Aure, sometimes written Aaron, was the fifth son and sixth child of Jacob VenDorn. He was born September 14th, 1744. On May 9th, 1765, he married Ghacy, youngest daughter of Jan Roelofse Schenck and Jacomyntje Couwenhoven. She was born February 14th, 1748, and died February 3d, 1820. She was named after her father's mother, Geesie Hendrickson, wife of Black Roelof Schenck, but as the younger generations lost knowledge of the Dutch language they spelled Dutch names according to sound, so "Geesie" became "Ghacy," "Antje" became "Onchee," "Altje," "Alchy" etc. This couple had known each other from childhood, for the homesteads lay near each other. Aure VanDorn and Ghacy, or Geesie Schenck, his wife moved to Peapack and settled there. They raised a large family of children. General Earl VanDorn, who was killed in the Confederate service during the war of the Rebellion, was a descendant of this couple and not of Aaron, son of Christian VanDorn, as has been stated in a recent historical work published at Somerville.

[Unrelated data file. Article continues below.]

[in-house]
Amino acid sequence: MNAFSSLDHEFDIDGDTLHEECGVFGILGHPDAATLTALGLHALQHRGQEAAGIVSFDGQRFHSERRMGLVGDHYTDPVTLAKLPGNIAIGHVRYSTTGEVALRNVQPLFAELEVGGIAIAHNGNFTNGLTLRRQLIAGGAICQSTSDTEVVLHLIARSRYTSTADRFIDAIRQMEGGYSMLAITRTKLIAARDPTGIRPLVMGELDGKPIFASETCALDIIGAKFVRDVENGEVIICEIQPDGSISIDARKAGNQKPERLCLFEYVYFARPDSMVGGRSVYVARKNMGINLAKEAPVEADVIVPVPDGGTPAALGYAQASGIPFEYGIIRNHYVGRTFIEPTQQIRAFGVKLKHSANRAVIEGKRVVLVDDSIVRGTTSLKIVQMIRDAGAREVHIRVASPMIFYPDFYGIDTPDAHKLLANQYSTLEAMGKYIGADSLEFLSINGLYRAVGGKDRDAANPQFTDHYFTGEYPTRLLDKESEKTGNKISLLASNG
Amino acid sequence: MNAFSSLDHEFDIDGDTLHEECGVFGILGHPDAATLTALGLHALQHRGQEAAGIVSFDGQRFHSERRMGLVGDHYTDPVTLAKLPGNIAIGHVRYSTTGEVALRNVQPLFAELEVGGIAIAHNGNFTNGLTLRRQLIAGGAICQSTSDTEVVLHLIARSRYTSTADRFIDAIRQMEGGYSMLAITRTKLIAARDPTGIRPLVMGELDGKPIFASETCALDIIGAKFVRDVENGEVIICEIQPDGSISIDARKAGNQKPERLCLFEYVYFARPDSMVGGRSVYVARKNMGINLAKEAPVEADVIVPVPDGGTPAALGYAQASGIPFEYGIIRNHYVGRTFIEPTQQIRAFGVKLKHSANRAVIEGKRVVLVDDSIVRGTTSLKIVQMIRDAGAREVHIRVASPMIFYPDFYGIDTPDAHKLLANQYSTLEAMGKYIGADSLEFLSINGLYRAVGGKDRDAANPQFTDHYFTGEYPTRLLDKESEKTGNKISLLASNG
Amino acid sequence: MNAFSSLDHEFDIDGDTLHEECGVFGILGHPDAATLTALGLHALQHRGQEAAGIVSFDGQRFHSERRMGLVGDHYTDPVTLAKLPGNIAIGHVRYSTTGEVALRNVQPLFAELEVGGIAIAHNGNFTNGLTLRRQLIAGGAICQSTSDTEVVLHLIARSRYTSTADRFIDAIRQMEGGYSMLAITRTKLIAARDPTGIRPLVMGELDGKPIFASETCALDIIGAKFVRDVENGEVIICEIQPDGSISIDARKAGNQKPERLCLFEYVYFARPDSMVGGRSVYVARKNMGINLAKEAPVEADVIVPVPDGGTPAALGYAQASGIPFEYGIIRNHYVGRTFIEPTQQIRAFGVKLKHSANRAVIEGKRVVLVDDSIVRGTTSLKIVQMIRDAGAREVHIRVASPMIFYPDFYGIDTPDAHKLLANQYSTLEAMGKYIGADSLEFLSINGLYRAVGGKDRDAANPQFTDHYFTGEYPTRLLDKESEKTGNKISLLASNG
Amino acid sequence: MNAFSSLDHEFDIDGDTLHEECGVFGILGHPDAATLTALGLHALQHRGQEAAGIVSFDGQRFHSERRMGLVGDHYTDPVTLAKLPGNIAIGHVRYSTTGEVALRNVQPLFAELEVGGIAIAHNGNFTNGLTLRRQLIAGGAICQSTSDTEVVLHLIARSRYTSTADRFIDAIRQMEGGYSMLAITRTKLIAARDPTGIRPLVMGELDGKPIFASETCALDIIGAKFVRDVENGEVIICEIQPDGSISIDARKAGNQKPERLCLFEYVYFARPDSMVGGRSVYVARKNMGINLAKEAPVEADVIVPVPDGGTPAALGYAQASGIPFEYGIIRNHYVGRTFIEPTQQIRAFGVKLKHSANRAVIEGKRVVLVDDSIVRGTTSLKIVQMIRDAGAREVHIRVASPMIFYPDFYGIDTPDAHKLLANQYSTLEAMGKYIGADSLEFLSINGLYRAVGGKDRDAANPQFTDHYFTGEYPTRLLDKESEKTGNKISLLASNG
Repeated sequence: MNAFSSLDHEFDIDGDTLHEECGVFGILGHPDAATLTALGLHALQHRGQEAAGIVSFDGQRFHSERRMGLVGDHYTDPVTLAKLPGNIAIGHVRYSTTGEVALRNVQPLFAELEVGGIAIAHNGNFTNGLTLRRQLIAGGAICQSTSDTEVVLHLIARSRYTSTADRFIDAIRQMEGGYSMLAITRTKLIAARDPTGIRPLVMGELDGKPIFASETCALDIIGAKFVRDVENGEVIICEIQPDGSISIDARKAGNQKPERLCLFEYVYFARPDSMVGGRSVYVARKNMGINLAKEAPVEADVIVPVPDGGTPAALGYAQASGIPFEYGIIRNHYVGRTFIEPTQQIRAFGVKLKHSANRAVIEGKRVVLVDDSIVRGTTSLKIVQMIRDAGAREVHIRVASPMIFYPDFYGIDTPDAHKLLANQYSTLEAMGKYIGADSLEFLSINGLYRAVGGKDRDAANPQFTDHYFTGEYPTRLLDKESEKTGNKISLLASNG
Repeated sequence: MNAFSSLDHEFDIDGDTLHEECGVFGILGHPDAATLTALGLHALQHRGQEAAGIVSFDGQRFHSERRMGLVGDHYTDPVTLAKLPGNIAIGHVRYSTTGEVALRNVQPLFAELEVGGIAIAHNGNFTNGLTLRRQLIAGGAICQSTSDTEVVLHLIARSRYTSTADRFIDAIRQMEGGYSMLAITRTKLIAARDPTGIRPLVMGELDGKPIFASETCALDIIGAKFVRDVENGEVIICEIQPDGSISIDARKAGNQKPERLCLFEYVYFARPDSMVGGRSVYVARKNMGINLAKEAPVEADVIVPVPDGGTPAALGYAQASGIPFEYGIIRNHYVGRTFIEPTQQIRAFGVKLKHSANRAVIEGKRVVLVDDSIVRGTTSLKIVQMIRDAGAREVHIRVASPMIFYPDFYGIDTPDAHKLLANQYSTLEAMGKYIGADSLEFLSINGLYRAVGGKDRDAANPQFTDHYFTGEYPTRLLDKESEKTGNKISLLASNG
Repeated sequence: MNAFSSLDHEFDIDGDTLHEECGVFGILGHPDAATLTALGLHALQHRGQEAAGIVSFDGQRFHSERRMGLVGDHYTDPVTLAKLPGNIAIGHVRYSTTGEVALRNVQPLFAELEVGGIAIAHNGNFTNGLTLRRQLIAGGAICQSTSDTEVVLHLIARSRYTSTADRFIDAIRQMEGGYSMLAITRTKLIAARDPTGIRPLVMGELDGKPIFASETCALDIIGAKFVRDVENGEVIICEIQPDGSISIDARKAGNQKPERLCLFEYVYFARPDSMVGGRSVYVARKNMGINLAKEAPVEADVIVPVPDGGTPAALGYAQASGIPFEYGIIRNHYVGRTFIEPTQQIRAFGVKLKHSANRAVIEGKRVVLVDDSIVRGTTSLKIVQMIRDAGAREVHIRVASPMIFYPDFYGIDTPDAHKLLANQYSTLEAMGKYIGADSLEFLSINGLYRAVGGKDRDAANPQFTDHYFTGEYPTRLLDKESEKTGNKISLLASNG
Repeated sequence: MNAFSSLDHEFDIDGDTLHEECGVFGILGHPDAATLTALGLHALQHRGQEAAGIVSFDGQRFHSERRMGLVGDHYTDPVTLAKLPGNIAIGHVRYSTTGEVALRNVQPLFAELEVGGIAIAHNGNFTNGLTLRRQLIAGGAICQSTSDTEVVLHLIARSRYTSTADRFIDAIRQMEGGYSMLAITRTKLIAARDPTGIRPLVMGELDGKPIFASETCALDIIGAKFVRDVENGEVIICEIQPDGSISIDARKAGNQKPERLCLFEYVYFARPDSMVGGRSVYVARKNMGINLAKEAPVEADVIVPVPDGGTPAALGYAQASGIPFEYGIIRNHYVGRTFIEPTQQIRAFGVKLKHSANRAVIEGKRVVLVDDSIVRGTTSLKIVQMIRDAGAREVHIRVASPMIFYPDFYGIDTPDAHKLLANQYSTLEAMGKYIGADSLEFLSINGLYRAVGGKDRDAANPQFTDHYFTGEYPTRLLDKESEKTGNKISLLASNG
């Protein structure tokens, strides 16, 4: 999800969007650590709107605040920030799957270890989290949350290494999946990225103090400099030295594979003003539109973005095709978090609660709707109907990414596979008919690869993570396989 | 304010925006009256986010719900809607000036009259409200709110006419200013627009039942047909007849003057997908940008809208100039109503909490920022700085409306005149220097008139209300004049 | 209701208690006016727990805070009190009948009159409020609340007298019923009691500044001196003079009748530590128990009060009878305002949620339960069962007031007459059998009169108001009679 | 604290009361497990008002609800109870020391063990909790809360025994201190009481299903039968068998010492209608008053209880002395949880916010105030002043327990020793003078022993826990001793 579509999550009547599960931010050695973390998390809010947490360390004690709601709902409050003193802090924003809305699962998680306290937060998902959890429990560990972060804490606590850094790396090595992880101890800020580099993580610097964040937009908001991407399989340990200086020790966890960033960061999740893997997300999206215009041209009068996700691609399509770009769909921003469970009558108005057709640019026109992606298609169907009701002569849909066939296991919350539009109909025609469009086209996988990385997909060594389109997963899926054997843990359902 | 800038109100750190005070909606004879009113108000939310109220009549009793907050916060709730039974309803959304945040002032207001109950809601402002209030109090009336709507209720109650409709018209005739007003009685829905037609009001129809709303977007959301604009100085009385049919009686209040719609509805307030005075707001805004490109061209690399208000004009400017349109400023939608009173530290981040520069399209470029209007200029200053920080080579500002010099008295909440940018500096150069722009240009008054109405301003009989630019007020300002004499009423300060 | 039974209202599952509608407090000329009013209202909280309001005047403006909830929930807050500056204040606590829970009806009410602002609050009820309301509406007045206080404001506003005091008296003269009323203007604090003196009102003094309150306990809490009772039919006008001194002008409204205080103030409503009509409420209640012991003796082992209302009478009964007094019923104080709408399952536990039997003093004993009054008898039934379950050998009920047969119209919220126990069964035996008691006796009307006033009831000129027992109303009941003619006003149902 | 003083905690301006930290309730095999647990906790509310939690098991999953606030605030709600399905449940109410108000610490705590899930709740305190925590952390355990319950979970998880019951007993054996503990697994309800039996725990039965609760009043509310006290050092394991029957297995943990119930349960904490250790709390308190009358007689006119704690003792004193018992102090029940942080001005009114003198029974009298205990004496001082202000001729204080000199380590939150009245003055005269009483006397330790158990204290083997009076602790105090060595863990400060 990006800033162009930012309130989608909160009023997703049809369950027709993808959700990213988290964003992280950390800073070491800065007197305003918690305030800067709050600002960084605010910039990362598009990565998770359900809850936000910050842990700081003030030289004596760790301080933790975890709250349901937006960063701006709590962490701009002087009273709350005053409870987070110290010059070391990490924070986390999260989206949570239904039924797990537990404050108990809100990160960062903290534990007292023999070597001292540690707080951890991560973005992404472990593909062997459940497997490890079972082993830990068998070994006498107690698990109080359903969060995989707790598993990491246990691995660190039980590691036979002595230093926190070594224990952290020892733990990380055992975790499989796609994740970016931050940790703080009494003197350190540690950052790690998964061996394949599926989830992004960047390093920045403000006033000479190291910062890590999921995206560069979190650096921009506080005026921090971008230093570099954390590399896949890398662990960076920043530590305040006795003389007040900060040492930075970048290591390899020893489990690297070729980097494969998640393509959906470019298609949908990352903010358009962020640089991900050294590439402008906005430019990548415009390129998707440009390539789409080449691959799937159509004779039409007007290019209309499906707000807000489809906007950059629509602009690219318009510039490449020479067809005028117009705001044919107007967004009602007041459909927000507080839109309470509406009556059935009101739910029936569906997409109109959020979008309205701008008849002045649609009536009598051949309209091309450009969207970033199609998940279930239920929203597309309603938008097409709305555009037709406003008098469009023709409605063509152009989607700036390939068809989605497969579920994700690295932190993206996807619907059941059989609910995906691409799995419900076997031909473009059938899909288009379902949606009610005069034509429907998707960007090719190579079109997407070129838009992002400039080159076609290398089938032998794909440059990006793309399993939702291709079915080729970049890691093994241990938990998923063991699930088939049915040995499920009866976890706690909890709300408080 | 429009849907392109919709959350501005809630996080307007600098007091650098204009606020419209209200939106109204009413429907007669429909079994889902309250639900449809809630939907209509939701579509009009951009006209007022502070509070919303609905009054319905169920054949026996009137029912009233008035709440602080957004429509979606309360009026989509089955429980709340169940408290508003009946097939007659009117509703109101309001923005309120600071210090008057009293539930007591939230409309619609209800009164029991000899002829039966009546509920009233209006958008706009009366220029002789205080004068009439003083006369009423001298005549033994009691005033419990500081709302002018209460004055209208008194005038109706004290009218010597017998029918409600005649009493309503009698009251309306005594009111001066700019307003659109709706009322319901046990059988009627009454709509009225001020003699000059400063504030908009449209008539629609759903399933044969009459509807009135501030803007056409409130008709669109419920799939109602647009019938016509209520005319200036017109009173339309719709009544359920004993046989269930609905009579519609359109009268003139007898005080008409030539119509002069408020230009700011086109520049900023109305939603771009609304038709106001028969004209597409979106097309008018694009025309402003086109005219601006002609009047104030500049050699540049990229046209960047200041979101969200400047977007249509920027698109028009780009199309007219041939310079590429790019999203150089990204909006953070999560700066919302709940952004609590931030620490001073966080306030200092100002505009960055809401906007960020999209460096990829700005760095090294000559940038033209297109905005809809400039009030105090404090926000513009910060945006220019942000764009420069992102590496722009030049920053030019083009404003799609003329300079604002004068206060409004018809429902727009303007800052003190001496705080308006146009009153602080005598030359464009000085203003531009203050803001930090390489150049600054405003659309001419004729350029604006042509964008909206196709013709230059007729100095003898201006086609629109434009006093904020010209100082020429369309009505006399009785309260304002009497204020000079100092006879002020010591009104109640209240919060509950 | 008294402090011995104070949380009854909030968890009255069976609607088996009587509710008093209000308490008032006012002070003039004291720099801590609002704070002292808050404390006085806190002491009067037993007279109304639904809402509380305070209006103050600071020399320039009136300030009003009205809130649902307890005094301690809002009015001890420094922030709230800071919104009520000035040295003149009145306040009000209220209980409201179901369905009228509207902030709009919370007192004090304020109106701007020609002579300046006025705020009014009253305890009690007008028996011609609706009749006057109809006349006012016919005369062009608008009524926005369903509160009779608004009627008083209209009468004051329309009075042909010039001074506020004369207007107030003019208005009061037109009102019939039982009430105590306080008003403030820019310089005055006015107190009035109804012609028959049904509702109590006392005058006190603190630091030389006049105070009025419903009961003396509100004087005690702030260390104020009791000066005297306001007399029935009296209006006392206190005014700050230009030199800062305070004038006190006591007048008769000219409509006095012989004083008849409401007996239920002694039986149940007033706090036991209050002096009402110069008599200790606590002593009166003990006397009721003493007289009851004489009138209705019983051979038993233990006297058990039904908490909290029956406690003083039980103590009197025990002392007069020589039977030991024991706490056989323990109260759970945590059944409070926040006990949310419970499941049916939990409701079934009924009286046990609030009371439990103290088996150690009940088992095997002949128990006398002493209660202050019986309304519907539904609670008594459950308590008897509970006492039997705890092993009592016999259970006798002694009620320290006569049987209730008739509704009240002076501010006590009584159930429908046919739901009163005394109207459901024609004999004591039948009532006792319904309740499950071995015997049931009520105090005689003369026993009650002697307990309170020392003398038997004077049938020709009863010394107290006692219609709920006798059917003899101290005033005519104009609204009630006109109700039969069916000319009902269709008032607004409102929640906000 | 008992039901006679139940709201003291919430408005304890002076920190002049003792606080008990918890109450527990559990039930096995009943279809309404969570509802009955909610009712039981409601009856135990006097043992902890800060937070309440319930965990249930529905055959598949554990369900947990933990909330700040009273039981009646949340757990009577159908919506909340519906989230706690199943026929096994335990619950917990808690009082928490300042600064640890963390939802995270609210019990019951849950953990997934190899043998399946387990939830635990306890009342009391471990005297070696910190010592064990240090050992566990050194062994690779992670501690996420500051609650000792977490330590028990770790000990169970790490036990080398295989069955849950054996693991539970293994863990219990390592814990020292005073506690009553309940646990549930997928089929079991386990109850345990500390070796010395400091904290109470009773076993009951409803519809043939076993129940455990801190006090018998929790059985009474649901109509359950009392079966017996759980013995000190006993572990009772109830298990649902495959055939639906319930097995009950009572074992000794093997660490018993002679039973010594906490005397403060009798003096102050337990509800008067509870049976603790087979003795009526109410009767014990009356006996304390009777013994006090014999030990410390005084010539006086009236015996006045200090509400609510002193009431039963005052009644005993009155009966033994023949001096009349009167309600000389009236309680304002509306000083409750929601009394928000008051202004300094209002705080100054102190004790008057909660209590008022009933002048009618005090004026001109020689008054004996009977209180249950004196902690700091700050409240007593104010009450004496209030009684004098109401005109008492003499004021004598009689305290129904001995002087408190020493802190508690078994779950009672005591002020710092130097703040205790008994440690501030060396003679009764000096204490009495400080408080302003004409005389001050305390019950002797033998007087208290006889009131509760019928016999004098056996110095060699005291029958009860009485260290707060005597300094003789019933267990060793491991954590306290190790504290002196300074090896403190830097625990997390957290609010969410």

Mary was born November 3d, 1746. She married John Schenck of Penns Neck. He was a captain in the Revolutionary war.

Isaac was born March 14th, 1752. He married July 3d, 1784, Anne, daughter of Garret Couwenhoven and Neeltje or Eleanor Schenck, his wife, who was born May 21st 1754. She died June 11th, 1843. Isaac VanDorn died at Middletown village, where he lived on the farm on which his only son, Garret VanDorn, also lived and died.

Peter was born July 4th, 1755. He married January 9th, 1777, Jannetje, daughter of Elbert Williamson and Williamptje Schenck, his wife. Jannetje Williamson was baptized July 12th, 1758. Peter VanDorn lived in the home his father built and occupied his lands, and raised a large family of seven sons and four daughters. These were Peter's children: